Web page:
Aims: To distinguishthe risk factors associated with uncontrolled and problematic pain by prospectively assessing the current acute pain service (APS) activity in an academic hospital and theeffects of this activity on both surgical and medical pain intensity.

    Method: This prospective cohort study was conducted at Uppsala University Hospital (a Swedish tertiary and quaternary care hospital) during one year. All the patients referred to APS team were enrolled. A standardized data collection template of demographic data, medical history, pain diagnosis, associated diseases, duration of treatment, number of visits by the APS team and type of treatment was employed. The primary outcomes were pain scores before and after treatment. The patients were visited by APS at regular intervals and divided after the number of visits by APS team in several groups: group 1 (one visit and upto 2 follow ups); group 2 (3 to 4 follow-ups); group 3(5 to 10times follow-ups); group 4 (10 to 20 follow-ups); group 5 more than 20 follow–ups. The groups and the difference between groups were analyzed.

    Results: Patients (n=730) (mean age 56±4, female 58%, men 42%) were distributed by service to medical (41%) and surgical (58%). Of these, 48% of patients reported a pain score of moderate to severe pain and 27% reported severe pain on the first assessment. On the last examination before discharge, they reported 25–30% less pain (P=0.002). The median NRS (numerical rating scores) decreased significantly from 9.6 (95% confidence interval, 3.4–5.3) to 6.3 (1.0–2.0) for the severe pain (p<0.0001), from 3.8 (3.1–3.8) to 2.4 (2.2–2.4) for the mild pain. Respiratory depression related to pain treatment was reported in 1.6% patients. The APS treated cognitive deficits related to pain treatment, in 30% of the patients, recognized and treated opioid overdose in 14%. The patients who required more than 5 visits by the APS(280 patients representing 38% of all the patients) demonstrated an increased prevalence of psychiatric diseases (from 10% in group 1 to 42% in group 5), opioid dependency (13% in group 1 to 100% in group 5) and chronic painresulted from both nociceptive (gradually increasing from 38% in group 1 to 85% in group 5) and neuropathic pain (from 13 % in group 1 increasing to 35% in group 5). The diagnoses encountered in the patients with frequent visits by the APS team were cancer related pain (17%), endometriosis (9%), reoperation(12%), burn injury(5%).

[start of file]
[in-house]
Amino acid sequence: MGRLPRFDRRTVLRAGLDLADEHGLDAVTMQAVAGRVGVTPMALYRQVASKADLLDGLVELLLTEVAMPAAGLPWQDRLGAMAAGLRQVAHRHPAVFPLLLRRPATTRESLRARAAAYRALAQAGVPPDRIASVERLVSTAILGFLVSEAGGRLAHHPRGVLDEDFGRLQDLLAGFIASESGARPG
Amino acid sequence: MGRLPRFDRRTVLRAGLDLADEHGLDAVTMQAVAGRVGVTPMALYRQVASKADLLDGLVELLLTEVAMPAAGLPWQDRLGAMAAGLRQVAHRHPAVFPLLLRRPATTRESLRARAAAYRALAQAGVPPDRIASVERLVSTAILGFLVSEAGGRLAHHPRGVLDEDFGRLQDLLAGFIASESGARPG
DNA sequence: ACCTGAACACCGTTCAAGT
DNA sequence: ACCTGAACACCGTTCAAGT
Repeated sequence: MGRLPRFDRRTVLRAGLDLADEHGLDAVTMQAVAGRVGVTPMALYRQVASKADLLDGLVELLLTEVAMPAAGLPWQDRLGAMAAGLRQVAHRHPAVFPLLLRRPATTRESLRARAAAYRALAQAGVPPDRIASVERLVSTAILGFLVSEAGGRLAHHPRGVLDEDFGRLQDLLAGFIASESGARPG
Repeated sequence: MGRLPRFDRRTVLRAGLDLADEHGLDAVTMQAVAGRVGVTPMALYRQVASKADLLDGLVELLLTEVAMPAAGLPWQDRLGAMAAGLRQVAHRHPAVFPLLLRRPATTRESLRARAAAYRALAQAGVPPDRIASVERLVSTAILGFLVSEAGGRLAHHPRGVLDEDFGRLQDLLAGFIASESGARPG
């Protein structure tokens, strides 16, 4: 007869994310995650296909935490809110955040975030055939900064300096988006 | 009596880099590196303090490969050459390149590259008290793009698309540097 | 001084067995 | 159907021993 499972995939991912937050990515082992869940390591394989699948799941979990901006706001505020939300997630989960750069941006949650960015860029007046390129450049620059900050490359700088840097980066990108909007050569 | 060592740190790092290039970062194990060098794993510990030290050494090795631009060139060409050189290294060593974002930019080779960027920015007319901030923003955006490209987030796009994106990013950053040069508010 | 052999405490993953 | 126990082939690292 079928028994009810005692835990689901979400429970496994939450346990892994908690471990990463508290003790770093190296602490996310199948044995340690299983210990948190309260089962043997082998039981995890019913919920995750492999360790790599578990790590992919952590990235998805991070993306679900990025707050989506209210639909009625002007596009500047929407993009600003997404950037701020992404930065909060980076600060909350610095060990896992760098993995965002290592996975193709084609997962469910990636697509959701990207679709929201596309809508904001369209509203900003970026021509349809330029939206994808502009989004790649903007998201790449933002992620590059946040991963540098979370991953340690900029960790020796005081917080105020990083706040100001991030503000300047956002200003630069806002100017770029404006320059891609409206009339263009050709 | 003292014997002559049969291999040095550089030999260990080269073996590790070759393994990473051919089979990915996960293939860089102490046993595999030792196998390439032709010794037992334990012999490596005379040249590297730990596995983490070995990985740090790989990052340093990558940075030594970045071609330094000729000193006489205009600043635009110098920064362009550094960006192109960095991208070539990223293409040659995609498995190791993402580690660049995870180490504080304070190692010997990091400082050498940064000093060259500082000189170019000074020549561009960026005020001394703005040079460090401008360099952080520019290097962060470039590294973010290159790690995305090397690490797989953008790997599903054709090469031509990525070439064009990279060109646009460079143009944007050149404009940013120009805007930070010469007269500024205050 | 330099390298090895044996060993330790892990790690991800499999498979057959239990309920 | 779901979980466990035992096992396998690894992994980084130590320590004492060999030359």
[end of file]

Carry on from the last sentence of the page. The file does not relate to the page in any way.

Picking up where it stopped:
Conclusions: Beside the benefits of APS in reducing of pain intensity, and in treating analgesia side effects, this study demonstrates the uncertain role of APS in the treatment of acute pain. The focus of APS has been shifted from the traditional treatment of acute surgical pain to the clinical challenges of treating hospitalized patients who suffered adverse effects from pain treatment and have a high of comorbidities aspsychiatric diseases, opioid dependency and non-surgical chronic pain.

  • 13.
    Miclescu, Adriana
    et al.
    Uppsala University, Disciplinary Domain of Medicine and Pharmacy, Faculty of Medicine, Department of Surgical Sciences, Anaesthesiology and Intensive Care.
    Walan, Johanna
    Uppsala University, Disciplinary Domain of Medicine and Pharmacy, Faculty of Medicine.
    Essemark, Marie
    Uppsala University, Disciplinary Domain of Medicine and Pharmacy, Faculty of Medicine.
    Karlsten, Rolf
    Uppsala University, Disciplinary Domain of Medicine and Pharmacy, Faculty of Medicine, Department of Surgical Sciences, Anaesthesiology and Intensive Care.
    Gordh, Torsten
    Uppsala University, Disciplinary Domain of Medicine and Pharmacy, Faculty of Medicine, Department of Surgical Sciences, Anaesthesiology and Intensive Care.
    Persistent neuropathic pain after nerve suture surgery2016In: 16Th World Congress of  Pain IASP26-29 Th September Yokohama, Japan, 2016Conference paper (Other academic)
    Abstract [en]

    Aim of Investigation: Iatrogenic nerve injury has been proposed as the main factor responsable for long term-postsurgical pain. The prevalence of chronic neuropathic pain after a known somatosensory lesion in the upper extremity nerves followed by suture surgery was determined.